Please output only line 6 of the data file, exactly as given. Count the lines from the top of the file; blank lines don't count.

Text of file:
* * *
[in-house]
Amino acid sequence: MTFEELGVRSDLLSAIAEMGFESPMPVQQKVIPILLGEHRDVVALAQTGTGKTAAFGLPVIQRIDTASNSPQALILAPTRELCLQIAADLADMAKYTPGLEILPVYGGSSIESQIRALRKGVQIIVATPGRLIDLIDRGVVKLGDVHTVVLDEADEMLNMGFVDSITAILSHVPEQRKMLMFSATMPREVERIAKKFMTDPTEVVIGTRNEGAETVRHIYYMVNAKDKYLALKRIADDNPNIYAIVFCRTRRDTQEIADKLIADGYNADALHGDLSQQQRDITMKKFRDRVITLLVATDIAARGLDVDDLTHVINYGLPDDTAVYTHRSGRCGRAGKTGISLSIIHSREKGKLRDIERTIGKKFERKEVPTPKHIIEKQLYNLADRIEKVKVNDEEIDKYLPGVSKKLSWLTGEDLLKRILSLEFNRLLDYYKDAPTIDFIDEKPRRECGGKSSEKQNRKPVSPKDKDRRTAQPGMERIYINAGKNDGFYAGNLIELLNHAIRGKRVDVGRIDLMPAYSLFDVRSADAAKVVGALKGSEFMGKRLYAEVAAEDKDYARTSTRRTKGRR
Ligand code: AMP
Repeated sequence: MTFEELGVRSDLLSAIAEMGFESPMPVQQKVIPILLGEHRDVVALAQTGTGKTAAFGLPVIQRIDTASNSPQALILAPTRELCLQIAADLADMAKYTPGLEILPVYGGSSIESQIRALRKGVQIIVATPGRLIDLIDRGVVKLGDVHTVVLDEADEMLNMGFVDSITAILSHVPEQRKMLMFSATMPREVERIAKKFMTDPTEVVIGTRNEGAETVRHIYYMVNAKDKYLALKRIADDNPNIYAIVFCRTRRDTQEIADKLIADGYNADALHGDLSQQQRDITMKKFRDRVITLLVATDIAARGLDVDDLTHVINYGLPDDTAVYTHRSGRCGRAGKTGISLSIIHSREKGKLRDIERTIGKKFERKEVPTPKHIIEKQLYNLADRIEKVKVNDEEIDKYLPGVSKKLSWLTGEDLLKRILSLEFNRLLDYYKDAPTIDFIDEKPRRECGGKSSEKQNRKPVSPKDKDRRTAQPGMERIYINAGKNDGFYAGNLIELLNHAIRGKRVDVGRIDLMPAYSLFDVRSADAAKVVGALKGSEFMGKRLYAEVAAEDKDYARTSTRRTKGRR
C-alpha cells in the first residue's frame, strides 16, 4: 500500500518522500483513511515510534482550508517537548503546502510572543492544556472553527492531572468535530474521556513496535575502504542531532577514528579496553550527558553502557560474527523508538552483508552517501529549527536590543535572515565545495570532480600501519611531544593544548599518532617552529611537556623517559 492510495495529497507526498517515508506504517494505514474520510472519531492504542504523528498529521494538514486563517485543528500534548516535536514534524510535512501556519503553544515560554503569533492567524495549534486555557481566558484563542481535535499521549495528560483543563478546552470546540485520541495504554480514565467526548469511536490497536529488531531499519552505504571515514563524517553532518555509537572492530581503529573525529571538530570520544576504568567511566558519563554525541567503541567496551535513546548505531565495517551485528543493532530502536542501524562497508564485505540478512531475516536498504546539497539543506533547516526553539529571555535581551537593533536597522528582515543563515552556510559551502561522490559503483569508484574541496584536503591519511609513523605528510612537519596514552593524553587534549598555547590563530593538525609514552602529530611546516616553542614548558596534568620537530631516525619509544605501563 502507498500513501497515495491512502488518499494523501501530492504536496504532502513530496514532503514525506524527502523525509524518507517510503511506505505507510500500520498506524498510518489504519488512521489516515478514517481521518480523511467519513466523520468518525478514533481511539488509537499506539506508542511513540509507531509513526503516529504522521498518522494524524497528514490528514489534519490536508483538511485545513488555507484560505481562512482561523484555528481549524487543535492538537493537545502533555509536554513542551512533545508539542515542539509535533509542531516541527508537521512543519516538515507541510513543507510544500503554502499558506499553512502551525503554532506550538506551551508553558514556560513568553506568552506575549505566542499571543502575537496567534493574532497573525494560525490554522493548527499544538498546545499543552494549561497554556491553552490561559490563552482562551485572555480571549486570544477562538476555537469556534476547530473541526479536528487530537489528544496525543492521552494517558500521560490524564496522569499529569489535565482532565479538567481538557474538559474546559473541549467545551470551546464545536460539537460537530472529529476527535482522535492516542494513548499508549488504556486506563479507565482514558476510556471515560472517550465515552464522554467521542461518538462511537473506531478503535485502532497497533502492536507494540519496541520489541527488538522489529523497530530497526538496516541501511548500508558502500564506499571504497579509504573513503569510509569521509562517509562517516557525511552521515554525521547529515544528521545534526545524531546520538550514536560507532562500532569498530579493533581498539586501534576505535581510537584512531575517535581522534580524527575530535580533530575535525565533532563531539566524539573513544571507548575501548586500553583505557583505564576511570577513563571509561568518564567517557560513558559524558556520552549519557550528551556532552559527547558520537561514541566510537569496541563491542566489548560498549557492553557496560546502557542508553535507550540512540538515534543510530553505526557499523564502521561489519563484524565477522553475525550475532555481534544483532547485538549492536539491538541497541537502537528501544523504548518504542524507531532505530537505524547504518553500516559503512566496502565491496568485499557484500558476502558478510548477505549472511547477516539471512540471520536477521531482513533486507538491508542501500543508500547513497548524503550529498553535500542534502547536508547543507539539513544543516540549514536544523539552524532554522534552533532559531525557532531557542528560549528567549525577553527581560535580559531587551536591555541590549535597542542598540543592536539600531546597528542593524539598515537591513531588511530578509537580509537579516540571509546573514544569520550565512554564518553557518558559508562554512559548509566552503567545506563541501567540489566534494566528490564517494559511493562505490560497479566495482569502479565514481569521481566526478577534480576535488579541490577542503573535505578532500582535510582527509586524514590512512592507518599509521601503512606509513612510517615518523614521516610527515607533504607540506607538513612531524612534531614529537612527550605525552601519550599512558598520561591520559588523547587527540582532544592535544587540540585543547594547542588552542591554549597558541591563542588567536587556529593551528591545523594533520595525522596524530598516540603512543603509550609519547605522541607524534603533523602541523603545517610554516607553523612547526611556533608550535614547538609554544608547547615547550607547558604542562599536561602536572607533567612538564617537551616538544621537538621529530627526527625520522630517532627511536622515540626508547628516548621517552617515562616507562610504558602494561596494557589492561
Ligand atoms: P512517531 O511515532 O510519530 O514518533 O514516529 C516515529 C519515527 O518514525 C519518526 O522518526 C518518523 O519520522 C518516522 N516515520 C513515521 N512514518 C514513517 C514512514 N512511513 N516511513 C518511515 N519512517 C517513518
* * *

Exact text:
Ligand atoms: P512517531 O511515532 O510519530 O514518533 O514516529 C516515529 C519515527 O518514525 C519518526 O522518526 C518518523 O519520522 C518516522 N516515520 C513515521 N512514518 C514513517 C514512514 N512511513 N516511513 C518511515 N519512517 C517513518